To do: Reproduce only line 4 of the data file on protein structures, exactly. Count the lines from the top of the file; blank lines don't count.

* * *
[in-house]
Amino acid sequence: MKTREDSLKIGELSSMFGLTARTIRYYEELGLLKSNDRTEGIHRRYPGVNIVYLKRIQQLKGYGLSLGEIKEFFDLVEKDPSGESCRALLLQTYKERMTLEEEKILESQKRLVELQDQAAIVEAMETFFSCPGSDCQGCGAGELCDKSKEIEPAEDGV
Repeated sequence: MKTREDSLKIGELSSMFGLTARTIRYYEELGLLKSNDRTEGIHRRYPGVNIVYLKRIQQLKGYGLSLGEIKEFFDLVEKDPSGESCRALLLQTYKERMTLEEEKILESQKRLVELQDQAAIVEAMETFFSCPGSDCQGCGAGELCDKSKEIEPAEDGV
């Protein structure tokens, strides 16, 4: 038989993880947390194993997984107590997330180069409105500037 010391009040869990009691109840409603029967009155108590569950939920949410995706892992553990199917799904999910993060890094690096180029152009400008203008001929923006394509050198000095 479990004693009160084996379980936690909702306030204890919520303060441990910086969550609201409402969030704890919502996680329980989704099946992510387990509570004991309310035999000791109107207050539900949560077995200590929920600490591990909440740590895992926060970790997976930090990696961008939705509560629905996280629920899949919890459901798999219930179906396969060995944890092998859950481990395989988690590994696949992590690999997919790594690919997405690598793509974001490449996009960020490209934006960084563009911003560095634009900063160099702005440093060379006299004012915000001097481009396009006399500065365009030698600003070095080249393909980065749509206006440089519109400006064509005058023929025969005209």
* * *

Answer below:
């Protein structure tokens, strides 16, 4: 038989993880947390194993997984107590997330180069409105500037 010391009040869990009691109840409603029967009155108590569950939920949410995706892992553990199917799904999910993060890094690096180029152009400008203008001929923006394509050198000095 479990004693009160084996379980936690909702306030204890919520303060441990910086969550609201409402969030704890919502996680329980989704099946992510387990509570004991309310035999000791109107207050539900949560077995200590929920600490591990909440740590895992926060970790997976930090990696961008939705509560629905996280629920899949919890459901798999219930179906396969060995944890092998859950481990395989988690590994696949992590690999997919790594690919997405690598793509974001490449996009960020490209934006960084563009911003560095634009900063160099702005440093060379006299004012915000001097481009396009006399500065365009030698600003070095080249393909980065749509206006440089519109400006064509005058023929025969005209």